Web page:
This came to mind as I continued to think about this post about the obvious (to me, anyway) similarities between songs by Joe Ely and Toby Keith. Rob left a comment linking to another comparison of two similar songs; that comparison involved an analysis that went well beyond simply hearing a tune and thinking it sounded very familiar.

And then I began to wonder what the criteria are for determining whether a melody is so similar to another that it can be deemed a violation of copyright. I suspect it's a pretty subjective judgment - but is it unnecessarily so? Music and mathematics have much in common, more so than I understand, and surely there's a way to perform an objective computation that would spit out a "percentage match" between two songs. And, indeed, a Google search for "mathematical comparison of two melodies" turns up a number of scholarly articles on the subject.

Then there's this article with the enchanting title of Statistical Comparison Measures for Searching in Melody Databases (PDF format). Such research has undoubtedly informed the technology behind such music identification software as Shazam and SoundHound, which are so scarily effective as to be, as they say, indistinguishable from magic. In fact, Slate described in layman's terms the approach employed by Shazam:

The company has a library of more than 8 million songs, and it has devised a technique to break down each track into a simple numeric signature--a code that is unique to each track. "The main thing here is creating a 'fingerprint' of each performance," says Andrew Fisher, Shazam's CEO. When you hold your phone up to a song you'd like to ID, Shazam turns your clip into a signature using the same method. Then it's just a matter of pattern-matching--Shazam searches its library for the code it created from your clip; when it finds that bit, it knows it's found your song.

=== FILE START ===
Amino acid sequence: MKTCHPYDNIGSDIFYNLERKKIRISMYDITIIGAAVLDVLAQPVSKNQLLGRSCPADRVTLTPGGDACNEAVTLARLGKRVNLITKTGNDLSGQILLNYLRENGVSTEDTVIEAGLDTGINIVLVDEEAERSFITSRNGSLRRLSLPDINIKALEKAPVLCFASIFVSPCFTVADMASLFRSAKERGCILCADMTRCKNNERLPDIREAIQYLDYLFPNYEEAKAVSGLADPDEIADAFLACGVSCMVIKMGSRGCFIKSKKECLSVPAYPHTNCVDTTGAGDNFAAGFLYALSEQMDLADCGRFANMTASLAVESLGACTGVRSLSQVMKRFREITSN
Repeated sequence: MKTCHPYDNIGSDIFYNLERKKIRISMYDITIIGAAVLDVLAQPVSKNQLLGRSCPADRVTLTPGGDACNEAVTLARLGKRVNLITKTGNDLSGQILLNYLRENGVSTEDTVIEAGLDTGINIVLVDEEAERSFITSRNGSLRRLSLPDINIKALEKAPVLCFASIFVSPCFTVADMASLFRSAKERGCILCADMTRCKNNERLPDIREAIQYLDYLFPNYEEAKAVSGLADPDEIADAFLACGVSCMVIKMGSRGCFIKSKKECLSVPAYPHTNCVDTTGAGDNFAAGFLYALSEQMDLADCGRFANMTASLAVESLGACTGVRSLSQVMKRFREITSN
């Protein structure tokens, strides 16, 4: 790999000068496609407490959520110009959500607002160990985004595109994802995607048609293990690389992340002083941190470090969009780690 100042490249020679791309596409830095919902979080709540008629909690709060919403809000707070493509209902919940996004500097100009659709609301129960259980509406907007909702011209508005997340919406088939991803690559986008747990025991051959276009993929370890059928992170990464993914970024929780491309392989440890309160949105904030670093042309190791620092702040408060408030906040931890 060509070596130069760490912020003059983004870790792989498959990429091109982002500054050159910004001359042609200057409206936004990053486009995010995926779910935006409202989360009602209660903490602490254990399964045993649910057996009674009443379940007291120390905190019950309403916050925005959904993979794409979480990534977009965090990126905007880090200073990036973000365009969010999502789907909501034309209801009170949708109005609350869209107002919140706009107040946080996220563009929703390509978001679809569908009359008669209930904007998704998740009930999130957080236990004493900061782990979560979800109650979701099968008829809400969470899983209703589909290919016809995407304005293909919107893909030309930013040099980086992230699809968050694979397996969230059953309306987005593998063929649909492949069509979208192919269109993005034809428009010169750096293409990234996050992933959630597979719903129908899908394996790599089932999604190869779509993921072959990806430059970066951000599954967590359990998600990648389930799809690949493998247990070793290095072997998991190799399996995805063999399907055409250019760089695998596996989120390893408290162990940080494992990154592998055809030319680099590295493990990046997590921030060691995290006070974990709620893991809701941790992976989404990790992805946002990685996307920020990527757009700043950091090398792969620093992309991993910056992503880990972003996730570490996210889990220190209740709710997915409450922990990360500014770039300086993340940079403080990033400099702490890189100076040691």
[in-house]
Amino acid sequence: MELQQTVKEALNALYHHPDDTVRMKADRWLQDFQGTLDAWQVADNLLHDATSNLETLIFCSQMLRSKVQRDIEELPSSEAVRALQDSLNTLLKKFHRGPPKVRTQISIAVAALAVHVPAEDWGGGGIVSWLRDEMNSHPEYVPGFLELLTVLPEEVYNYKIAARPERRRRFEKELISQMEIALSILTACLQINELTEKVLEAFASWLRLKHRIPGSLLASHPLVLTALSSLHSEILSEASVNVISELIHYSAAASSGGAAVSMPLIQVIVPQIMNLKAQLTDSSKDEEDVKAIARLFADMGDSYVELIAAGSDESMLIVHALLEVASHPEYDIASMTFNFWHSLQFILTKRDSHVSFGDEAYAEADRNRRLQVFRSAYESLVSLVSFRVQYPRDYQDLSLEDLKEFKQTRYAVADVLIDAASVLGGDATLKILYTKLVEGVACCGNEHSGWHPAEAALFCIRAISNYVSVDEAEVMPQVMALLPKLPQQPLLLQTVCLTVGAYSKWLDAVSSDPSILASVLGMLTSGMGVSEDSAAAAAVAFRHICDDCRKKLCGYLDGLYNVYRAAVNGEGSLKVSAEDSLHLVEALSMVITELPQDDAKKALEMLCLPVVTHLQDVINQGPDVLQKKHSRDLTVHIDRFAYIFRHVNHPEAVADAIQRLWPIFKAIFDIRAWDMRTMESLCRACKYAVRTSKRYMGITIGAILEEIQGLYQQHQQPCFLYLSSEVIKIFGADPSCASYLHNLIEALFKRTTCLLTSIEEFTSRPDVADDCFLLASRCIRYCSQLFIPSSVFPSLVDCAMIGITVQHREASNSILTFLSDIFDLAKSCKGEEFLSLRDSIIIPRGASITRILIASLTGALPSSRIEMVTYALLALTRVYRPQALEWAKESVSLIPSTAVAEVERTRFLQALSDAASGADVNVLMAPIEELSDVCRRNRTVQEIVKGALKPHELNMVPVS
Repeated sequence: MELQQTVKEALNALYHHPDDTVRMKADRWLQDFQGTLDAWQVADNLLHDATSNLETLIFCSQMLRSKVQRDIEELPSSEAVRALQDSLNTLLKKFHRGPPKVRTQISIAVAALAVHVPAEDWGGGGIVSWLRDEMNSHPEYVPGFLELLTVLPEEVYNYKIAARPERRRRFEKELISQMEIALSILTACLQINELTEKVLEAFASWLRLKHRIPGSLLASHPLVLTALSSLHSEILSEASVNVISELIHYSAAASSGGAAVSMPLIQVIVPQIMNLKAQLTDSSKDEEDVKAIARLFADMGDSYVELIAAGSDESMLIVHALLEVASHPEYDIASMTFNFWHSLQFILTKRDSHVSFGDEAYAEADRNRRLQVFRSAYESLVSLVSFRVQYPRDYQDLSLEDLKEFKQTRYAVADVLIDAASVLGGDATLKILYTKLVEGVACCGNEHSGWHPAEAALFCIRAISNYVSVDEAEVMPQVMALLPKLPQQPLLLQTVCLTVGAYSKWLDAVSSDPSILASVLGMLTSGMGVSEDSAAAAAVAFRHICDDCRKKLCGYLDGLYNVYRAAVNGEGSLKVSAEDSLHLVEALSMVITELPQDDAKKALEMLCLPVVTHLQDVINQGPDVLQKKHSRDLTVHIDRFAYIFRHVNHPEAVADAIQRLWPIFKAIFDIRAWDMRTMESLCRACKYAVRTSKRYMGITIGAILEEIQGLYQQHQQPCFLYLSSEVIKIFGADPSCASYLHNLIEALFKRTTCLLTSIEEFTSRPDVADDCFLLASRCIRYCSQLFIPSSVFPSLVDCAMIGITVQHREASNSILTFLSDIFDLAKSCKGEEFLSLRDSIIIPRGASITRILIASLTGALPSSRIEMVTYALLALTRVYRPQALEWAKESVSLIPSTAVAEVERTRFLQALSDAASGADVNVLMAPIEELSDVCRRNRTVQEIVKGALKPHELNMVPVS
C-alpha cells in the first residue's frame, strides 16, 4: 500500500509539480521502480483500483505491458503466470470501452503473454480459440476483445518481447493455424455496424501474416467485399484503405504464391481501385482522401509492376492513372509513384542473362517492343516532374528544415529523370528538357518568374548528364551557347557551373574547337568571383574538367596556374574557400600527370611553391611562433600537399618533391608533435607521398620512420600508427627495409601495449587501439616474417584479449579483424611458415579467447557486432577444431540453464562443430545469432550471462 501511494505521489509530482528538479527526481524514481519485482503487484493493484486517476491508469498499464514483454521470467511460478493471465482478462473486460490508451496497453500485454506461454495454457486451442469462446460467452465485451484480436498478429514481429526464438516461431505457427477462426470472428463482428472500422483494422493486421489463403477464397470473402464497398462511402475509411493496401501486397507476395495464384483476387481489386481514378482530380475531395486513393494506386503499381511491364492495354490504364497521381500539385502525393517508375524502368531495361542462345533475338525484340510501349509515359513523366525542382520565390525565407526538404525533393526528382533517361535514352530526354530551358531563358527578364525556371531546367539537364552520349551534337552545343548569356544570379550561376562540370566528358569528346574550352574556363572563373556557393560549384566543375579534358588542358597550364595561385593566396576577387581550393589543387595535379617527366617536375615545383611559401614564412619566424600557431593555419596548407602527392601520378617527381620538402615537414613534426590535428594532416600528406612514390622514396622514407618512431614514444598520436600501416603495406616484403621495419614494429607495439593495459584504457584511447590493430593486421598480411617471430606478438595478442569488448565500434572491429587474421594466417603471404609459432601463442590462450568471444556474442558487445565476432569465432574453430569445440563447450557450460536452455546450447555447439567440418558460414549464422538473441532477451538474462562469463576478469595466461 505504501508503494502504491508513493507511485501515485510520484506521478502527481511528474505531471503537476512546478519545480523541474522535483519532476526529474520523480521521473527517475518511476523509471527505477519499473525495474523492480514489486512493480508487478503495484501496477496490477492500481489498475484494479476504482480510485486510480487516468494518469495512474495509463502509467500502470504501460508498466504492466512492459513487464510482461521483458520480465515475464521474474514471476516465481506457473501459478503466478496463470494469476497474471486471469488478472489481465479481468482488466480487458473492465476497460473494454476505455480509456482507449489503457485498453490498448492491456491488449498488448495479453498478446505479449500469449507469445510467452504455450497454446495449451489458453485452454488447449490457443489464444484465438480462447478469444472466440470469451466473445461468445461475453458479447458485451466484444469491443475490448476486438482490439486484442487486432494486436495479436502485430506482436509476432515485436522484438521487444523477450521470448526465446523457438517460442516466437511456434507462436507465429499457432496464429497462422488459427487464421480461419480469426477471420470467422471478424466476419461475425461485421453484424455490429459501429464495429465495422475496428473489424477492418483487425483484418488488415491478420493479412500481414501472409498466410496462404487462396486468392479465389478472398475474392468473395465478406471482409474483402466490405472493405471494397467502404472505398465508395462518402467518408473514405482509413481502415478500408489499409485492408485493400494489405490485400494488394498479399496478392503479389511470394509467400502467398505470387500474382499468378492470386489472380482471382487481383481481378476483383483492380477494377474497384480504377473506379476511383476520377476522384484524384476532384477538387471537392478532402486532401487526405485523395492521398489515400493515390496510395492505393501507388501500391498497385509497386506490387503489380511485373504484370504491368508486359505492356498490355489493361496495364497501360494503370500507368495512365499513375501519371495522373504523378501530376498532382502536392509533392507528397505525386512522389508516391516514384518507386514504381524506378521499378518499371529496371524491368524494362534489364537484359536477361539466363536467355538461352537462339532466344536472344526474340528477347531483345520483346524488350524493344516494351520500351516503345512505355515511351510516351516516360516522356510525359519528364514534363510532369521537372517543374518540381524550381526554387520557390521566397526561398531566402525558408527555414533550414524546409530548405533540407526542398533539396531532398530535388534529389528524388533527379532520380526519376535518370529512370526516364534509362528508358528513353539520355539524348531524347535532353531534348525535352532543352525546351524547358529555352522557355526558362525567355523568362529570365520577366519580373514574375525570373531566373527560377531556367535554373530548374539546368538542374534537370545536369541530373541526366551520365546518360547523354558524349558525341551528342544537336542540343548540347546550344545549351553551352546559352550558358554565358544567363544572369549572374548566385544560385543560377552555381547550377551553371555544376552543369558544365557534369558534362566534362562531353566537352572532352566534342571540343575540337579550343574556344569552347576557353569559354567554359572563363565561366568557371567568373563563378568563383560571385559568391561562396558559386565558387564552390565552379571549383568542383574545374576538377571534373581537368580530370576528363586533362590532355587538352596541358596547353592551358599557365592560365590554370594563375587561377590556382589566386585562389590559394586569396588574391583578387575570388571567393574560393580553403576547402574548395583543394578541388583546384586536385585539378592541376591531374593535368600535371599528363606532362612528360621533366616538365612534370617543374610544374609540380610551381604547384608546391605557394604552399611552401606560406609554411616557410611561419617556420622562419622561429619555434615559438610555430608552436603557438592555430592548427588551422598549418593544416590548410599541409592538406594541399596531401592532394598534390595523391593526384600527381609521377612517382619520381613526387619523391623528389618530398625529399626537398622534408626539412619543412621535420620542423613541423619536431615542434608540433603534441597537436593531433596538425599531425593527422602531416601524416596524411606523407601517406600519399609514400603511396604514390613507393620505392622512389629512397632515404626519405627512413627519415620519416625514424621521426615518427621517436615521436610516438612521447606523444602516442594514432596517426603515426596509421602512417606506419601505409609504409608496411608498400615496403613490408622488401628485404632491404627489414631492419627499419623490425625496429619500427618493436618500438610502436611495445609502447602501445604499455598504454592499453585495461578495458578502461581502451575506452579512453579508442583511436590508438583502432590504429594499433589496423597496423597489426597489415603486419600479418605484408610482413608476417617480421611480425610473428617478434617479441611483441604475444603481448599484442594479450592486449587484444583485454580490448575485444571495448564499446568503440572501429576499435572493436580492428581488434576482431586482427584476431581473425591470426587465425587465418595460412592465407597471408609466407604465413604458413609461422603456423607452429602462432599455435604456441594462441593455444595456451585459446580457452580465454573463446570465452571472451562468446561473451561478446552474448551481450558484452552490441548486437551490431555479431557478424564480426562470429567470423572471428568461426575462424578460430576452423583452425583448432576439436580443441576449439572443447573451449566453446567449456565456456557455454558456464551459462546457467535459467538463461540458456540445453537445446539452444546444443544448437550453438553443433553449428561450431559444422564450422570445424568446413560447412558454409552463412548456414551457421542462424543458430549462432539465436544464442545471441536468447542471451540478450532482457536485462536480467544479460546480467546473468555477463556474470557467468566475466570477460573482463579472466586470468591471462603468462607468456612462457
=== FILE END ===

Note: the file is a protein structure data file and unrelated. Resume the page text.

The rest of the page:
Obviously, it's much more complicated than that, and Shazam's co-founder, Avery Li-Chun Wang, published a scholarly paper (PDF) describing the technology in more detail. And as good as Shazam is, some think SoundHound works even better (it will also identify melodies that are simply sung into a microphone). Unfortunately, SoundHound's explanation of its technology laps over into the magical realm with its references to "Target Crystals," and the company is obviously protecting intellectual property.